You’re Not Supposed to Ask

The Senate failed to gain enough support to repeal the military’s policy of “don’t ask, don’t tell” by a vote of 56-43.  Given the current political atmosphere, voters are not likely to be sending as many incumbent candidates back to Capitol Hill as in previous voting cycles, and with the majority in both House and Senate being Democrats, a Republican influx is likely.  In all probability leaving any legislation for repeal far in the future.

On this issue, I am against allowing homosexuals to serve in the military.  My opposition comes from a belief when a person joins the military he or she has a reasonable expectation of sexual privacy. For example, when women join the military they have good reason to believe that male officers will not enter their barracks, living quarters, latrines, or the showers. Why is this? Because he is a male and she is a female, and men generally speaking, have innate sexual attraction to women.  Whether a homosexual makes sexual advances toward a fellow GI is irrelevant.

If this point is obvious, that we do not allow male GI’s into female quarters, and vice versa, for the purpose of sexual privacy, it ought to be obvious why we should not allow it in homosexual circumstances as well.  Why is this not as obvious?  To start there are many who believe homosexual proclivity is entirely genetic, and is of the same nature as skin, hair, or eye color.  Exodus International is an organization which claims thousands of individuals who once identified themselves as homosexual, who, with help, are now heterosexual.  This organization and its successes should be cause to doubt the claim that homosexuality is fully genetic, since if homosexuality is of the same kind as skin, hair, and eye color it it cannot change.  Second, political correctness and fear of being labeled a “homophobe” or “bigot” will serve to coerce those who feel the issue is not important enough for them to publicly disagree, to go along with the crowd.  Third, there are simply many people who believe homosexual behavior is morally neutral or equivalent to heterosexual behaviors and give their full support.

“Don’t ask” was a policy designed to placate and patronize the American public. If the military had good reason to disallow homosexuals to serve, then it did not alleviate the problem at all. It allowed a bad policy to be put in place (from the military’s perspective) and ensured homosexuals a place to serve, just not openly. The policy sends a mixed message, that homosexuality somehow serves some detriment to the military, but homosexuals can still serve.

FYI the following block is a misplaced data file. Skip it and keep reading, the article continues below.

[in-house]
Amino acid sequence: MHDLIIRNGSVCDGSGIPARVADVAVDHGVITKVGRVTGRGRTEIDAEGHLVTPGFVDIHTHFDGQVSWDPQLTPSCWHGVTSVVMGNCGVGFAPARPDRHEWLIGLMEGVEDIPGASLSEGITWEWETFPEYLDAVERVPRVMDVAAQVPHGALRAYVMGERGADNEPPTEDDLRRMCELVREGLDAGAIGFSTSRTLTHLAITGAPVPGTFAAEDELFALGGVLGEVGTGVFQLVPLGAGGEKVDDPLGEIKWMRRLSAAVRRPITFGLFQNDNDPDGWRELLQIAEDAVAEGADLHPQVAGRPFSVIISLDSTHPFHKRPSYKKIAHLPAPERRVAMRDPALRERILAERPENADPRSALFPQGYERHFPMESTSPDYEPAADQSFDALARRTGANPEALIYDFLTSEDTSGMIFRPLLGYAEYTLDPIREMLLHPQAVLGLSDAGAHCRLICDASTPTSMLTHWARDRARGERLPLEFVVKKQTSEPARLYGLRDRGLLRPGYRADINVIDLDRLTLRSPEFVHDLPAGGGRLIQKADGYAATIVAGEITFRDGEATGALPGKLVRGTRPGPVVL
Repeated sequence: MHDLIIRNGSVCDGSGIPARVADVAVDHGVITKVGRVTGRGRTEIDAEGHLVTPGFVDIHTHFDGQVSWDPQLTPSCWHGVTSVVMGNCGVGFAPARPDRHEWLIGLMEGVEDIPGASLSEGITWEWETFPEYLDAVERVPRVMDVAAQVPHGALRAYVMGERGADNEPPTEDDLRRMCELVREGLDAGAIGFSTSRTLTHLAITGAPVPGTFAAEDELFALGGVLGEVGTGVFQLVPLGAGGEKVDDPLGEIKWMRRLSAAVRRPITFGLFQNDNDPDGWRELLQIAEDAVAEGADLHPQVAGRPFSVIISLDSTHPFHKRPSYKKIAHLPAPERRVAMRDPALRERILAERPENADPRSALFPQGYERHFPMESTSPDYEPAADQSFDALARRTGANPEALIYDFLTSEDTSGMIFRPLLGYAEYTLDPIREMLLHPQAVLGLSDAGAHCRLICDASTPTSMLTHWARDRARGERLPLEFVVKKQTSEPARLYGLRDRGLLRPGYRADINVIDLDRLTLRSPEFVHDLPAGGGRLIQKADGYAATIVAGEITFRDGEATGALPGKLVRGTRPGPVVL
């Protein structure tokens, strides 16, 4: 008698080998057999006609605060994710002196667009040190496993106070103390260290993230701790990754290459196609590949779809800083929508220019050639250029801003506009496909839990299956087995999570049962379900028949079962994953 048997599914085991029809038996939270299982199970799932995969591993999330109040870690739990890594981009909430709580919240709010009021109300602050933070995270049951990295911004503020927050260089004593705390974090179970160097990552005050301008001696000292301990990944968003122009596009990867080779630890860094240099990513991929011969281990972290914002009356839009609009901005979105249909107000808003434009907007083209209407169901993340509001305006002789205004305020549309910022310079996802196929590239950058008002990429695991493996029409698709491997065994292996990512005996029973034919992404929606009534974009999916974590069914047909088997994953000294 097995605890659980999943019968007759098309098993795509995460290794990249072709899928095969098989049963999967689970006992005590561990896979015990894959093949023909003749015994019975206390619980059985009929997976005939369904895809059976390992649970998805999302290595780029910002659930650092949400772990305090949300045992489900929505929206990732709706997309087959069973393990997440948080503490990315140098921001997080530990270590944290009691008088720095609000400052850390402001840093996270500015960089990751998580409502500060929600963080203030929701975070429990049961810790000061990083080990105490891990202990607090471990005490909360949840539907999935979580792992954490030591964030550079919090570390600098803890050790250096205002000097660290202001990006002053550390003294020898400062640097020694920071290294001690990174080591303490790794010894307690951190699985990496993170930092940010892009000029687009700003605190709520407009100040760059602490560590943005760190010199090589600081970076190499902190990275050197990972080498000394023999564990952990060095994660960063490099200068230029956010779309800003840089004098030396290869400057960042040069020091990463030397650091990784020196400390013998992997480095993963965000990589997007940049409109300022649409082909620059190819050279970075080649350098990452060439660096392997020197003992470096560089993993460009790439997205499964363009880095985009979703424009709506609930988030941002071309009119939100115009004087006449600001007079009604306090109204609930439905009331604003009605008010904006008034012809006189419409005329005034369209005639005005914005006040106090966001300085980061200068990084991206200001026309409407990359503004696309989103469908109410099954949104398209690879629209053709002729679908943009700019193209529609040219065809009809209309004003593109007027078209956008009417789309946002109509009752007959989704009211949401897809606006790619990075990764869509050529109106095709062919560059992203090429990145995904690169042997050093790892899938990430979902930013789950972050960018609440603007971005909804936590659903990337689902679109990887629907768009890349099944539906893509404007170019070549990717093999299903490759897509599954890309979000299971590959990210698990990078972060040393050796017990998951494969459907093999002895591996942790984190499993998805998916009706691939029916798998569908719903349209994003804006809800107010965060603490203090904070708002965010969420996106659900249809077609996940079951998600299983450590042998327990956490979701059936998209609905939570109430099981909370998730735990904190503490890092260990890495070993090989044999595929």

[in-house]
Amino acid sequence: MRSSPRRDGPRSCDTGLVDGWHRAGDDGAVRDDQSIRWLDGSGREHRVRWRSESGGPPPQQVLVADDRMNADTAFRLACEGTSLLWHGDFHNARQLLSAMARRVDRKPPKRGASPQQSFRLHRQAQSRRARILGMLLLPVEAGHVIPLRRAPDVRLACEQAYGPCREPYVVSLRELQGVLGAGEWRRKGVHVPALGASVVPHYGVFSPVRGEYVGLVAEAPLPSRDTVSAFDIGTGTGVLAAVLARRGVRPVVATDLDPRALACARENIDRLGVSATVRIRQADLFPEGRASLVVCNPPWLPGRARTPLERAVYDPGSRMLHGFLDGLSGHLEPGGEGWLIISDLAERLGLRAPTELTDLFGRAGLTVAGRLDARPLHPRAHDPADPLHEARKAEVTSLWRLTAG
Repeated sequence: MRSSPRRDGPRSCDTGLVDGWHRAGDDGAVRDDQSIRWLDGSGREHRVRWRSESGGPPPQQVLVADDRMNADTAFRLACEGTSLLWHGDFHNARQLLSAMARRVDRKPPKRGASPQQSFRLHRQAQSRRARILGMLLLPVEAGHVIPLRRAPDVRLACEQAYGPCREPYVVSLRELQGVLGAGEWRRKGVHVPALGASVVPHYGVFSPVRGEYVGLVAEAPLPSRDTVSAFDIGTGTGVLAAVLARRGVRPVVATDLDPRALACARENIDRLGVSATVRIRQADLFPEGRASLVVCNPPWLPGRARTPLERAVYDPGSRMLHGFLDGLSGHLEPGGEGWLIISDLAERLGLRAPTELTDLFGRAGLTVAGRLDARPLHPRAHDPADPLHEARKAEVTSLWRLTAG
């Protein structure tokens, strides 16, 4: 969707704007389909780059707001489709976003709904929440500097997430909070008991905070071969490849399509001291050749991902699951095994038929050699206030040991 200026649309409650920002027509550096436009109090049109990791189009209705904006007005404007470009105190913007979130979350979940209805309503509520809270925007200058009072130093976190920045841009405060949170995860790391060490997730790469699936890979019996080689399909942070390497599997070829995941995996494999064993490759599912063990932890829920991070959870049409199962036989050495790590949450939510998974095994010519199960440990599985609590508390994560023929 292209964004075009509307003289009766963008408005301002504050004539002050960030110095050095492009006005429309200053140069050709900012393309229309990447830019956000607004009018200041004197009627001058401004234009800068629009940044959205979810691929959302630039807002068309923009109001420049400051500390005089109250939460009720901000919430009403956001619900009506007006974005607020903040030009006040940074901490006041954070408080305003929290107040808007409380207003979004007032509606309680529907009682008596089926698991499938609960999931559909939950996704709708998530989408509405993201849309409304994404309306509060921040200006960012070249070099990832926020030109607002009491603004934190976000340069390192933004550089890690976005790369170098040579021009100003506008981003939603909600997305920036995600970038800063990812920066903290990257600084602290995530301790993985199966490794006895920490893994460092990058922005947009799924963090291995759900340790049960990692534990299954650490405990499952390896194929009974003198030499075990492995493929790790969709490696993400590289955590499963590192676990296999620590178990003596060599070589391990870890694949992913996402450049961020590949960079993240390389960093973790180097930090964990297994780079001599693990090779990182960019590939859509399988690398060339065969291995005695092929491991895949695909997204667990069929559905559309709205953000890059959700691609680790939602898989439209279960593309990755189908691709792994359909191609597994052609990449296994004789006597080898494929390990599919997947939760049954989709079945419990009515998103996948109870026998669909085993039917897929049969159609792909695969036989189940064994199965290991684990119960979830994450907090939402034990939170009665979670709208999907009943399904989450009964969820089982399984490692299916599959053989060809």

I think “don’t ask, don’t tell” should be repealed.  It should revert to the former policy of a ban all together on homosexual service members.  Or be completely removed all together and allow them to serve openly.  Either homosexuality is detrimental to the military or it isn’t and the official policy should reflect as such.  Since I have never served, I will have to punt to those in a better position to know which policy ensures the optimal performance of the military, those service members both present and past.  Service members have been given a survey, the answers of which, are intended to shed light on the opinions of those currently serving.  High ranking military officials have already expressed a repeal of the policy will bare negative results to the cohesive structure of the military.  It will be interesting to where our military stands on the issue.


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  1. If the problem of having homosexuals in military is only about having same showers, this should be easy to solve, by building separate showers. That is what was done when women were induced to service. The US army is allready the most expensive army in the world (though not wery cost effective) using over one third of all public money spent on arms in the entire world. In the end this is a strain that will be too much for the economy of the country, but meawhile a few separate showers seems like a cheap way to solve the fact that the army has to lower its standards for new recruits every now and then because of lack of applicants. I bet, that the costs for this could be covered by the price of a single stealth bomber or less. Especially so, if the job was not given to Halliburton.

  2. OK. Throw in a nother stealth bomber. That should cover it.

  3. derpy de derpy says:

    The fact that men and women are not allowed in the showers and such together is not merely because of their sexual desires. It is also because they have different bodies, and as such sexual desires and other such humplebunk is encouraged.
    As a normal person, I am not interested in just anyone unless I have already an emotional attraction – I imagine this would be an even lesser blow had the person the same body as me!

    • Then you are kind of arguing for mingled showers and bathrooms.

      Whether someone will be attracted to a particular individual is irrelevant. Heterosexual men are attracted to women in general which is why men aren’t allowed in women’s showers. We don’t show them a portfolio to see if they are attracted to them first.

      People have a right to sexual privacy. This should be rather uncontroversial.

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